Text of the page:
Searching over 5,500,000 cases.


searching
Buy This Entire Record For $7.95

Official citation and/or docket number and footnotes (if any) for this case available with purchase.

Learn more about what you receive with purchase of this case.

DOE v. XUDONG

United States District Court, N.D. Illinois, Eastern Division


December 15, 2005.

DOE, Plaintiff,
v.
WANG XUDONG, Defendant.

The opinion of the court was delivered by: JOHN DARRAH, District Judge

MEMORANDUM OPINION AND ORDER

Plaintiff, Doe, filed suit against Defendant, Wang Xudong, alleging claims of torture; cruel, inhuman, and degrading treatment; arbitrary arrest and detention; crimes against humanity; deprivation of life, liberty, and security of person and peaceful assembly and association; false imprisonment; intentional infliction of emotional distress; and assault and battery. Doe and Xudong are both citizens of the People's Republic of China. Xudong is the Secretary of the Provincial Committee of the Chinese Communist Party in Hebei province and Minister to China's Ministry of Information Industry. Doe seeks damages for violations of customary international law, laws of the United States, and laws of the State of Illinois. Presently before the Court is Doe's Motion for Entry of Default Judgment.

Federal Rule of Civil Procedure 55(a) provides for the entry of default judgment against a party that has "failed to plead or otherwise defend the case as provided by the rules and that fact is made to appear by affidavit or otherwise. . . ." Fed.R.Civ.P. 55(a).

  Doe's Complaint was filed on June 17, 2004. On June 18, 2004, a process server attempted to personally serve the Complaint and Summons on Xudong. On that date, Xudong was attending a conference at the Hyatt Regency Hotel in Chicago, Illinois. The process server went to the 33rd floor of the hotel where Xudong was staying, where he was met by an individual guarding a door. The process server asked the guard to hand the documents to Xudong. The guard did not acknowledge whether Xudong was in the room and refused to accept the documents, after which the process server placed the documents on the floor next to the guard's feet.

  On June 19, 2004, certain individuals learned that Xudong would be visiting Motorola, Inc., in Schaumburg, Illinois. As the vehicle Xudong was believed to be in arrived at Motorola, several individuals taped copies of the Complaint and Summons on the vehicle. No one avers to have seen Xudong take any of the taped documents off the vehicle.

  On May 26, 2005, Doe sought, obtained leave, and filed an Amended Complaint. On June 16, 2005, Doe mailed a copy of the Amended Complaint and a letter informing Xudong of his need to reply before June 12, 2005. The electronic delivery status report of the Hong Kong Post indicates that the package was accepted and signed for at Xudong's business address on June 20, 2005. However, the Certificate of Posting indicates that the sender was:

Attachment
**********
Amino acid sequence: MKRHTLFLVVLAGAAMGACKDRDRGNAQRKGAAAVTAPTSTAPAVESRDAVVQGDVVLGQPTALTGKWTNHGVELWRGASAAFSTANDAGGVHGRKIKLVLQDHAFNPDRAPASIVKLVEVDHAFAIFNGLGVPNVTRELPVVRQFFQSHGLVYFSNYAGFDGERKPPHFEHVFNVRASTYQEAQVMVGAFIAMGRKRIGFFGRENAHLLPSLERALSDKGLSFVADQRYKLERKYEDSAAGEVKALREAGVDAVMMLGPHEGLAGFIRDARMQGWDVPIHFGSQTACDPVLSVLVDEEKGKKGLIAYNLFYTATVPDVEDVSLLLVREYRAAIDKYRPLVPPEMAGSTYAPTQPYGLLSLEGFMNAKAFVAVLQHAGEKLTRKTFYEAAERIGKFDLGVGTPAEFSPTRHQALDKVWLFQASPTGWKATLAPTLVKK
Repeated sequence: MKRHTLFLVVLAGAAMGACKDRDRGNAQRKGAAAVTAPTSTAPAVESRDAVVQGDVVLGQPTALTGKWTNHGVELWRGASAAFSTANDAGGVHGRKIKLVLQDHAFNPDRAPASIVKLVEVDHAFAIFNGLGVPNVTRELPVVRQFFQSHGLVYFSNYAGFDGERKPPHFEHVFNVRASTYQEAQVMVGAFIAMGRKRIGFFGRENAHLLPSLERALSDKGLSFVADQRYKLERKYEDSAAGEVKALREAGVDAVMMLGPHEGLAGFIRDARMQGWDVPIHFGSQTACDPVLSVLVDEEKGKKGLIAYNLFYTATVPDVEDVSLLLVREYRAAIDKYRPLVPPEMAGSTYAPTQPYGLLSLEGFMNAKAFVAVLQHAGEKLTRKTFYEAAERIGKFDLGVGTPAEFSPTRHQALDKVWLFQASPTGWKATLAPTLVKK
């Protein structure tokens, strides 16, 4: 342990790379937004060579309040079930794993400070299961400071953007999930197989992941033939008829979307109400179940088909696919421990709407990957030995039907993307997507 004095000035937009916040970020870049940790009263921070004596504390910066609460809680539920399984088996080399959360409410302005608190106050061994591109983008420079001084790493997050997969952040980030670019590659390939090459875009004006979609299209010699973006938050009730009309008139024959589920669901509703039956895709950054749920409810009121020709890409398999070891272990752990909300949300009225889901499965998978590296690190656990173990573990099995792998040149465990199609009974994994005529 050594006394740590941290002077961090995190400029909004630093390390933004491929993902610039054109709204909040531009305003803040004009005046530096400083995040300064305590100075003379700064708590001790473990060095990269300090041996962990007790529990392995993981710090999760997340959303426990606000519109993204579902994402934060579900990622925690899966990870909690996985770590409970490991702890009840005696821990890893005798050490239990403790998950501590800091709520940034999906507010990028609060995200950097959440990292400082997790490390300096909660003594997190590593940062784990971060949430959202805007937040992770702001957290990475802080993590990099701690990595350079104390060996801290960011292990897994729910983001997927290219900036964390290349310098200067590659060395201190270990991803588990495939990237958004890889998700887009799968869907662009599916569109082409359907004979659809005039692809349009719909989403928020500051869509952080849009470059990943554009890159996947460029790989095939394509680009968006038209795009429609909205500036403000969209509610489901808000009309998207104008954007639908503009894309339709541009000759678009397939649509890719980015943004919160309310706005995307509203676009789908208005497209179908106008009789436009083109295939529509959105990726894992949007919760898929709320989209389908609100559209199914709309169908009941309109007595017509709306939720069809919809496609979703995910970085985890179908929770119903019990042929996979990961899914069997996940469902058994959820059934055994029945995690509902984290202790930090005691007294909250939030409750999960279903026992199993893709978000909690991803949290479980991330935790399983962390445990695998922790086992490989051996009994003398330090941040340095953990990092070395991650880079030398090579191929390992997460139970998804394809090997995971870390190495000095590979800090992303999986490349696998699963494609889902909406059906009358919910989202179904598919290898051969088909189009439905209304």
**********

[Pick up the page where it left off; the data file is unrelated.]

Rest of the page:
CHEN Chengyuan 22/F China Resources Building, Wnachai, Hong Kong Grain & Oil Import & Export (HK) Corp.
  In August 2005, Doe moved for entry of default judgment against Xudong for Xudong's failure to file a responsive pleading. On October 14, 2005, Doe attempted to deliver a copy of the Motion for Entry of Default by Federal Express and the Hong Kong Post. The deliveries were not accepted. In addition, both copies of the motion were incomplete. On October 17, 2005, Doe attempted to deliver a copy of the Amended Complaint to Xudong via Federal Express; the delivery was not accepted. On October 31, 2005, Doe attempted to deliver a complete copy of the Motion for Entry of Default on Xudong via the Hong Kong Post. The delivery was not accepted. On November 14, 2005, another individual attempted to have a copy of the Motion for Entry of Default delivered to Xudong's office via United Parcel Service. The package was not accepted. On November 21, 2005, two other individuals attempted to have a copy of the Motion for Entry of Default delivered to Xudong via Federal Express. Federal Express could not deliver the packages to Xudong's office because of security reasons, and Xudong refused to pick up the package at Federal Express.

  Xudong has not filed any responsive pleadings in this Court, and no attorney has filed an appearance on his behalf.

  Valid service of process is a prerequisite to the district court's assertion of personal jurisdiction. See Omni Capital Int'l v. Rudolf Wolff & Co., 484 U.S. 97, 103 (1987). A court may (and perhaps must) sua sponte consider the issue of personal jurisdiction when addressing the imposition of a default judgment. See, e.g., System Pipe & Supply, Inc. v. M/V Viktor Kurnatovskiy, 242 F.3d 322, 324 (5th Cir. 2001); Tuli v. Republic of Iraq, 172 F.3d 707, 712 (9th Cir. 1999); Dennis Garberg & Assoc., Inc. v. Pack-Tech Int'l Corp., 115 F.3d 767, 771-72 (10th Cir. 1997); Plaintiffs A, B, C, D, E, F v. Zemin, 2003 WL 22290409 (N.D. Ill. Oct. 6, 2003); First Nat. Bank of Louisville v. Bezema, 569 F. Supp. 818, 819 (S.D. Ind. 1983).

  Here, Doe attempted to serve Xudong while he was within Illinois and while he was in China. Service of the summons and complaint upon an individual within a judicial district of the United States may be effected pursuant to the law of the state where the district court is located or by delivering a copy of the summons and the complaint to the individual personally or by leaving copies "at the individual's dwelling house or usual place of abode with some person of suitable age and discretion then residing therein. . . ." Fed.R.Civ.P. 4(e)(1), (2).